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Nemcik v. Krippendorf

United States District Court, N.D. California

November 7, 2019

TANYA NEMCIK, Plaintiff,
v.
BRIAN KRIPPENDORF, et al., Defendants.

          ORDER DISMISSING FIRST AMENDED COMPLAINT DOCKET NO. 11

          EDMM. CHEN-UNITED STATES DISTRICT JUDGE

         Plaintiff Tanya Nemcik, proceeding pro se, initiated this lawsuit in September 2019. Judge Spero granted Ms. Nemcik's application to proceed in forma pauperis (“IFP”) but recommended that her complaint be dismissed for lack of subject matter jurisdiction. Judge Spero also recommended that Ms. Nemcik be given leave to amend. The Court adopted the report and recommendation and gave Ms. Nemcik an opportunity to file an amended complaint. Ms. Nemcik has now done so, and, because of Ms. Nemcik's IFP status, the Court now reviews the pleading pursuant to 28 U.S.C. § 1915(e). For the reasons discussed below, the Court concludes that Ms. Nemcik has failed to state a claim for relief and therefore dismisses the first amended complaint.

         I. DISCUSSION

         This case, like several others filed in this District, relates to custody proceedings in state court. See Nemcik v. Mills, No. C-16-0322 BLJ (N.D. Cal.); Nemcik v. Contra Costa Superior Court, No. C-16-1423 CRB (N.D. Cal.); Nemcik v. San Mateo Police Dep't, No. C-16-2777 JD (N.D. Cal.); Nemcik v. Fannin, No. C-18-5120 JST (N.D. Cal.). Here, Ms. Nemcik has sued Santa Clara County and its Department of Family & Children's Services (“DFCS”); the City of Palo Alto and its Police Department; and Brian Krippendorf (the father of her children). According to Ms. Nemcik, Defendants have violated 42 U.S.C. § 1983 in multiple ways.

         A. First Cause of Action

         In the first cause of action, Ms. Nemcik's main claim is that the County and DFCS did not adequately investigate issues related to her children - including one child's medical health - and suggests that there was inadequate training of social workers. The Court dismisses this cause of action based on failure to state a claim for relief. Ms. Nemcik has not identified any federal right that has been violated, which is a necessary predicate for a § 1983 claim. See Galen v. Cty. of L.A., 468 F.3d 563, 572 (9th Cir. 2006) (noting that “[s]ection 1983 requires [plaintiff] to demonstrate a violation of federal law, not state law”). There is also a question as to whether Ms. Nemcik has standing to assert the claim; arguably, any harm was done to her son and not to her specifically. To the extent Ms. Nemcik claims to be bringing a claim on behalf of her son, she does not appear to be his general guardian, nor has she been appointed his guardian ad litem. See Fed. R. Civ. P. 17(c) (providing that a general guardian “may sue . . . on behalf of a minor”; also providing that “[a] minor . . . who does not have a duly appointed representative may sue by a next friend or by a guardian ad litem”). And even if she had, a lawyer would still be needed to represent her son. See Johns v. Cty. of San Diego, 114 F.3d 874, 877 (9th Cir. 1997) (“hold[ing] that a parent or guardian cannot bring an action on behalf of a minor child without retaining a lawyer”).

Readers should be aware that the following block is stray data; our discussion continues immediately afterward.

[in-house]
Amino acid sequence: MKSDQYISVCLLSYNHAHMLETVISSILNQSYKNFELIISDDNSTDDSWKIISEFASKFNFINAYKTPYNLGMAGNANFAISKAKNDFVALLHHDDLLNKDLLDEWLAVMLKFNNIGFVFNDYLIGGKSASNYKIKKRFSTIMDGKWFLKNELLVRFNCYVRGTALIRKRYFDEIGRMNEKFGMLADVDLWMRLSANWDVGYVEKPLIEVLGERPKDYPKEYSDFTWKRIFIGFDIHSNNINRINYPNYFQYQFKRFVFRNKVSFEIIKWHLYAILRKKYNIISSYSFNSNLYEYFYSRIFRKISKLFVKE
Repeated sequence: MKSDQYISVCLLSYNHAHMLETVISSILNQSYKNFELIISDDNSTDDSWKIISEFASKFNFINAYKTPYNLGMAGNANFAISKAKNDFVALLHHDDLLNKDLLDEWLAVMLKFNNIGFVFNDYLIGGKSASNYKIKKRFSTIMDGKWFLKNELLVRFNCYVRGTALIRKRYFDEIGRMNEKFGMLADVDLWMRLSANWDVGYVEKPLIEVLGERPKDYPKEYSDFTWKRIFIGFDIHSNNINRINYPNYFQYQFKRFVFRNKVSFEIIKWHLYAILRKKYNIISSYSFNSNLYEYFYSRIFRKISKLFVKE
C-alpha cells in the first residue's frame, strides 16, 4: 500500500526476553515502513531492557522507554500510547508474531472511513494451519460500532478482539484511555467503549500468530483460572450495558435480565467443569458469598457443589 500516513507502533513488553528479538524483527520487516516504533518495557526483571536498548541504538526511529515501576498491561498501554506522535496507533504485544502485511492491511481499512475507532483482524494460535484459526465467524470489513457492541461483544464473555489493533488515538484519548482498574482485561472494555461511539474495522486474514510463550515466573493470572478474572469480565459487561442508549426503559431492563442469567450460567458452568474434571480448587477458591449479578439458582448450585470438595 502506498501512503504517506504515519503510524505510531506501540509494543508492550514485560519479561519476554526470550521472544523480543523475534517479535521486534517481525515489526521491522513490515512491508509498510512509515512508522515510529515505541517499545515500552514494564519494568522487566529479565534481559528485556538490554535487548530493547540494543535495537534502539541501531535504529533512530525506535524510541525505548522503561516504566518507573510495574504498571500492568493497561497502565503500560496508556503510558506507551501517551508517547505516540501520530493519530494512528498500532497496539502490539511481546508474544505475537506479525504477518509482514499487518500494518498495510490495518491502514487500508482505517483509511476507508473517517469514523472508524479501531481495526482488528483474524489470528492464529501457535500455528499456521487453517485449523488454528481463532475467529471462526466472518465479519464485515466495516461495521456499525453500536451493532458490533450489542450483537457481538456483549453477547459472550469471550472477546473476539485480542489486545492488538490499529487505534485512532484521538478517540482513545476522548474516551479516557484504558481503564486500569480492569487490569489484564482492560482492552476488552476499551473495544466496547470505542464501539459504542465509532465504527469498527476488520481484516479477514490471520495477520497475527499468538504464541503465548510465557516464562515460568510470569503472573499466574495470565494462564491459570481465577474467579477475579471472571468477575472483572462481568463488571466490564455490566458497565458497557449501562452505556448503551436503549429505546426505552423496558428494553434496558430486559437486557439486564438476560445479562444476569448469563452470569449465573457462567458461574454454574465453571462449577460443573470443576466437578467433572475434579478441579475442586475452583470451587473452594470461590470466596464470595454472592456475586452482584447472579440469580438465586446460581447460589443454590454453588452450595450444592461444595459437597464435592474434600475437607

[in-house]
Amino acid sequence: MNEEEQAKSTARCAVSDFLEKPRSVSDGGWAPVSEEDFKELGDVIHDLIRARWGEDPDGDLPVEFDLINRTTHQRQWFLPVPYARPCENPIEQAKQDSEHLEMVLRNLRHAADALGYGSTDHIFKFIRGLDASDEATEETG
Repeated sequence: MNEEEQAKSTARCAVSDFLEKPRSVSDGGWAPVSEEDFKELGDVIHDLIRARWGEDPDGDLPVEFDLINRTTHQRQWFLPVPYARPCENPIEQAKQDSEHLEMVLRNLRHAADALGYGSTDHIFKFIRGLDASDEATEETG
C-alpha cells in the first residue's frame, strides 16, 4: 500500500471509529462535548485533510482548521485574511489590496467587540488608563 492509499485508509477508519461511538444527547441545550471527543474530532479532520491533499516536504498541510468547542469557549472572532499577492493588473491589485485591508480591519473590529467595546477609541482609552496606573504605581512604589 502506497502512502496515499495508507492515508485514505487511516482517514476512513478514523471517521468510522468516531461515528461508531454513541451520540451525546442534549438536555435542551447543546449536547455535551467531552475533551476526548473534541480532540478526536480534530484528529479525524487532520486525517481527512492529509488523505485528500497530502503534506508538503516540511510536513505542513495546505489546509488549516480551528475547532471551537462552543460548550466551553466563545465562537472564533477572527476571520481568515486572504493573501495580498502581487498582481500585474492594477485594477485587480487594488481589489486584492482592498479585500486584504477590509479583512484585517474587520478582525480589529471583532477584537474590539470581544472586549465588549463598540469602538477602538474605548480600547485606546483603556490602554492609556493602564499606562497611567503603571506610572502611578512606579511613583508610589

B. Second Cause of Action

         In the second cause of action, Ms. Nemcik asserts that both (1) the County and DFCS and (2) Mr. Krippendorf (the father of her children) have defamed her. Even if the Court were to assume a federal right was at issue here, [1] the cause of action still fails to state a claim for relief.

         First, as to the County and DFCS, Ms. Nemcik claims that they “falsely wrote reports that Plaintiff was accusing Brian Krippendorf of sexual abuse.” FAC ¶ 30. According to Ms. Nemcik, it was actually a third party (a therapist named Barbara Peppin) who accused Mr. Krippendorf of sexual abuse. See FAC ¶ 12. But based on the Court's review of Ms. Nemcik's supporting documents, the County or DFCS itself did not contend Ms. Nemcik had made a claim of sexual abuse. Rather, at most, the County or DFCS simply noted that another person had reported abuse and that person claimed Ms. Nemcik had implicated Mr. Krippendorf. The following is the statement that the County or DFCS provided with respect to a child welfare referral that had been made in September 2009:

Sexual abuse of [T.K.], and at risk, sibling abused, regarding [C.K.], by Brian Krippendorf was evaluated out. It was reported that Ms. Nemcik witnessed [T.K.] trying to put a toy in [C.K.'s] “butt.” The RP [Reporting Party] did not know who the perpetrator was, but stated that Ms. Nemcik believed it was Mr. Krippendorf as [T.K.] pulled down his pants and started “playing with his penis when he saw” Mr. Krippendorf. The RP stated that when specifically asked if anyone touched his private area, ” [T.K.] did not say anything; he was three at the time. The referral was evaluated out as Ms. Nemcik had obtained “a 7 day temporary custody” order and the incident was being investigated by the police.

Pl.'s FAC, Ex. N at 298 (emphasis added).

         Second, as to Mr. Krippendorf, Judge Spero previously explained that he is a private actor and thus cannot be sued for a violation of § 1983 absent, e.g., joint action with the state or its agents. See Docket No. 5 (R&R at 4). Here, Ms. Nemcik has not made any claim of collusion between the County/DFCS and Mr. Krippendorf.

         C. Third Cause of Action

         In the third cause of action, Ms. Nemcik asserts that the City of Palo Alto and the City Police Department have defamed her. The Court dismisses this cause of action because, even if a federal right at issue here, the allegations that these defendants made false reports is entirely conclusory. Cf. Nemcik v. San Mateo Police Department, No. C-16-2777 JD (N.D. Cal.) (Docket No. 10) (noting Ms. Nemcik's allegation that “a San Mateo police ...


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